From tailored breast implants to chemically dissolving cellulite, these technologically and biologically advanced beauty procedures are serving waiting lists from Los Angeles to New York City.
State-of-the-art beauty procedures evolve so quickly now that one practically needs a degree to keep up with the research. Scientists are working overtime, applying nanotechnology, biologics, ionization and other cutting-edge advances to the pursuit of aesthetics and anti-aging. THR stays on top of the breakthroughs with a look at 12 of the latest advanced treatments and therapies — call now to get on waiting lists for both the New York City and Los Angeles areas.
Traditionally, implants have been made in a round form, which might not be the ideal shape for all women, but now, according to Park Avenue plastic surgeon Robert Jetter, "We can tailor implants to each woman's unique shape." These implants, made by Allergan, previously were available only for breast reconstruction patients but have just become available for cosmetic cases. Dr. Andrew Ordon in Beverly Hills also offers the Allergan implant.
Dr. Andrew Ordon
465 N. Roxbury Drive, Suite 1001, Beverly Hills, (310) 248-6250; $10,000 to $12,000 for the operation
Dr. Robert Jetter
737 Park Ave., No. 1, NYC; (212) 517-5200
Threads to lift the facial skin have emerged as one of the hottest beauty trends, and now they're beginning to be used on the body. "Threads can lift the knees, butt and boobs," says Lauren Abramowitz, who recently opened Park Avenue Skin Solutions in Tribeca and is about to introduce the procedures. "The threads have little cones that grab the tissue. They also encourage the body to produce collagen, so the effect keeps getting better as the weeks wear on."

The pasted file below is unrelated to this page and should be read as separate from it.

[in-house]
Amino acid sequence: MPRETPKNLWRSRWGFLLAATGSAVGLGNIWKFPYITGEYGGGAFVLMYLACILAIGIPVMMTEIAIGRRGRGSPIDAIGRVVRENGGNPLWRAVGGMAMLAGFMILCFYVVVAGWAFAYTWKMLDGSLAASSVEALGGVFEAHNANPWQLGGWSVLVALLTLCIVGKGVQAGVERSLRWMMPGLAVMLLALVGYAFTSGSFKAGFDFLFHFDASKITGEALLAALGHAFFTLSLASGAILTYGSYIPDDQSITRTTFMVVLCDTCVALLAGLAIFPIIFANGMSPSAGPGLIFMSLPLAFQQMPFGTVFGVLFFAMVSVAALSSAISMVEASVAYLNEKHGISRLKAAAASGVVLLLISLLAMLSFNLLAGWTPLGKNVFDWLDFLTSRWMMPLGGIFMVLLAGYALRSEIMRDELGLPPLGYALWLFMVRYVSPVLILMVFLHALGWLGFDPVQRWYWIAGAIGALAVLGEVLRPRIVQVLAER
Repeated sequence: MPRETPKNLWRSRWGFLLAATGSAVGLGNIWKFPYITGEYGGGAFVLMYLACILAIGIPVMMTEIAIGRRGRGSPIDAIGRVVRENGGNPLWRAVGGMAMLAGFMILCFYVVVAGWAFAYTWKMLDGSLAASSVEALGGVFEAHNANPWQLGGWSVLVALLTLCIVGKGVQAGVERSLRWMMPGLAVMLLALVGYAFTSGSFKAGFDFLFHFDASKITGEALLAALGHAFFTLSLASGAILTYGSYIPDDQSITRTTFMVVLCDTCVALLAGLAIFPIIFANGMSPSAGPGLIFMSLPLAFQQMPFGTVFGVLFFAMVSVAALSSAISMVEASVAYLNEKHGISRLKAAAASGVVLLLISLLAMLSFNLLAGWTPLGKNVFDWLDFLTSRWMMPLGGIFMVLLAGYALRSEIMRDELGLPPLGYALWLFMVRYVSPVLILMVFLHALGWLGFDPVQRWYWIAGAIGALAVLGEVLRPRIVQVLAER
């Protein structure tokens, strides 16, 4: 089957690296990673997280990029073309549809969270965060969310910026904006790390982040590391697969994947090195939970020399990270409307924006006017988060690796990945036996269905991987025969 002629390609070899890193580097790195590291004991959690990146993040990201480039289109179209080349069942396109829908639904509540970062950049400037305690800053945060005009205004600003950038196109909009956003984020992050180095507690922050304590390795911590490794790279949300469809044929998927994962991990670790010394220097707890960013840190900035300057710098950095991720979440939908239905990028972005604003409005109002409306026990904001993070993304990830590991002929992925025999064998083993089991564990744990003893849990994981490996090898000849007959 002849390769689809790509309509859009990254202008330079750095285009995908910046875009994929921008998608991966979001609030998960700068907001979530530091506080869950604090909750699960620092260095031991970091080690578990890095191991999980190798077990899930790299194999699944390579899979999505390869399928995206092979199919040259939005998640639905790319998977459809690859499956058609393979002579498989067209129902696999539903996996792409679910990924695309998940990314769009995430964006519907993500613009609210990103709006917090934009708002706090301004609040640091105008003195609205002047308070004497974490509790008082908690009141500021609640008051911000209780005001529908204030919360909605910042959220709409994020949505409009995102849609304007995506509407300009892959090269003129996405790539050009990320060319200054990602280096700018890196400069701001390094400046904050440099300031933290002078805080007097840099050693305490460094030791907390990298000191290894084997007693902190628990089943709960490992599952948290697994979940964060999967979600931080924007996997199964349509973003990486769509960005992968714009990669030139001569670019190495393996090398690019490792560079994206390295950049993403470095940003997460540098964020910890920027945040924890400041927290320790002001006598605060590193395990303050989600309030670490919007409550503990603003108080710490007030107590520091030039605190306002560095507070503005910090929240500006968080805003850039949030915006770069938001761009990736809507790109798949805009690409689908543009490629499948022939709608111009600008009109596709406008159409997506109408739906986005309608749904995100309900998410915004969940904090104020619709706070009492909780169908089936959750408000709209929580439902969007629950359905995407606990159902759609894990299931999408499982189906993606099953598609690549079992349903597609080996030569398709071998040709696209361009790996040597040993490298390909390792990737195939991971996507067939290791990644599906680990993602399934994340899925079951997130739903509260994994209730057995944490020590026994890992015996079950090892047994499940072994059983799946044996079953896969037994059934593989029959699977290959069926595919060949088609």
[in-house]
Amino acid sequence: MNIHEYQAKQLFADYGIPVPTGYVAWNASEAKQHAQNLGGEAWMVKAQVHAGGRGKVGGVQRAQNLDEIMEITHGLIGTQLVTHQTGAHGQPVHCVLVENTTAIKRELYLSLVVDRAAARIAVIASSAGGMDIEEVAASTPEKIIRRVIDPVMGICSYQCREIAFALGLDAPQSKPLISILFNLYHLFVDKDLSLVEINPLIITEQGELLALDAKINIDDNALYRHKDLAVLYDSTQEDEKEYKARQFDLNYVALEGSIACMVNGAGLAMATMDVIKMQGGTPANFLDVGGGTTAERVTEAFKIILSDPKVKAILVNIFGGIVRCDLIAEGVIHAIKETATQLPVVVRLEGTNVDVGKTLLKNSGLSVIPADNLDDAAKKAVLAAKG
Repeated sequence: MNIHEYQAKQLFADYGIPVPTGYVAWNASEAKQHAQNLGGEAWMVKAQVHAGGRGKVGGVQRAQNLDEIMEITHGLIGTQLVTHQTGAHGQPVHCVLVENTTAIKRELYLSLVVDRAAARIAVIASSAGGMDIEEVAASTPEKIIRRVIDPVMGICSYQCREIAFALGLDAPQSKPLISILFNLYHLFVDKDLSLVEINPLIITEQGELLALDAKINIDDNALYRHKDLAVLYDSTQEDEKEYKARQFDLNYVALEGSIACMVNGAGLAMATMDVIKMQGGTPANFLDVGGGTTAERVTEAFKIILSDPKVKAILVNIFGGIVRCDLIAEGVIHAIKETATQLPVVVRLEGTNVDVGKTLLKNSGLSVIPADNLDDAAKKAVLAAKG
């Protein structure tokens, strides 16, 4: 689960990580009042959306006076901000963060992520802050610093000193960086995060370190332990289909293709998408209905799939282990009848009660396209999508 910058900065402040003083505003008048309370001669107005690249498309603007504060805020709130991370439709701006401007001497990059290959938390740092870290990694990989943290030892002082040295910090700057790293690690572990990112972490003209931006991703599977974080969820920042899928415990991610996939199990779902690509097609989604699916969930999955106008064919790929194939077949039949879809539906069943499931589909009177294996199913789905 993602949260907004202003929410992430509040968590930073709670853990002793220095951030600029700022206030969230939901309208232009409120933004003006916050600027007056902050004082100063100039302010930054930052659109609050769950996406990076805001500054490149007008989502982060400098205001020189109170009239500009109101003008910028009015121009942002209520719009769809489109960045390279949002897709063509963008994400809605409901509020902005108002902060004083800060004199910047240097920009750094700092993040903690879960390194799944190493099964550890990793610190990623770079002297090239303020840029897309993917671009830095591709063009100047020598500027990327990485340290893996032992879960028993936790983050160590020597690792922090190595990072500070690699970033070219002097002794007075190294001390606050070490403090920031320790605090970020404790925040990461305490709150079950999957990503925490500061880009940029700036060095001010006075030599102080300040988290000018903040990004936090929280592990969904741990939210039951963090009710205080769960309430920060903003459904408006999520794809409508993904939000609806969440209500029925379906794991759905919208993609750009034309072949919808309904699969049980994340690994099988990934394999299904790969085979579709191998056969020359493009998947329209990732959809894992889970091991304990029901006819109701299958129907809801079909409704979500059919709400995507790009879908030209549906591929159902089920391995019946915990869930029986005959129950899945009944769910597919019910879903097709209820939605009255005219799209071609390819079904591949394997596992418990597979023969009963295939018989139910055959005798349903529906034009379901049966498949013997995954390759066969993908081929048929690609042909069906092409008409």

Park Avenue Skin Solutions
116 Chambers St., fourth floor, NYC, (212) 417-0002; starting at $3,000
One injectable on the horizon is Teosyal, which is said to be better for around the eyes (or any thin-skinned area) than current fillers because it is malleable. "Some products appear lumpy, and you don't want to look like you have bags under your eyes," asserts Brentwood dermatologist Jessica Wu. "Teosyal is soft, flexible and flows smoothly, so it is ideal for thin-skinned areas. It should be available in the next couple of months."
Dr. Jessica Wu
11620 Wilshire Blvd., Suite 700, L.A., (310) 473-5878; pricing has not yet been set
"Ninety-nine point nine percent of women have cellulite, and those that don't think they do," says San Diego dermatologist Mitchel Goldman, who, along with New York cosmetic dermatologist Neil Sadick, performed clinical studies for Ziaflex, a new injectable enzyme solution that gets rid of the dreaded dimpling. "Cellulite is like a honeycomb that traps fat inside its little boxes, and then it bulges out of skin," he explains. "Most treatments cut the boxes surgically, but the beauty of this is that it chemically breaks them down in a way that is simple and painless." Two to three treatments are required, and Goldman predicts that the injections will have staying power. "My opinion is that the results will be extremely long-lasting," he says.
Dr. Mitchel Goldman
9339 Genesee Ave., No. 300, San Diego, (858) 943-2113; pricing has not yet been set
Dr. Neil Sadick
911 Park Ave., NYC, (212) 772-9134
Salon Ishi, which helped pioneer Japanese straightening and tends to the tresses of actresses, models and many New York ballerinas, has come up with a high-tech method of keeping even the most overprocessed hair looking glossy. "This treatment actually works on the cellular level and restores the cell membrane," says Eisaburo Ishikawa, owner of the Madison Avenue salon. Four layers of products are applied, and then an infrared machine resembling a large, rotating metal halo helps them to penetrate. Next comes an oil application, followed by four other layered products that smooth, nourish and repair damage.
70 E. 55th St., No. A, NYC, (212) 888-4744; $250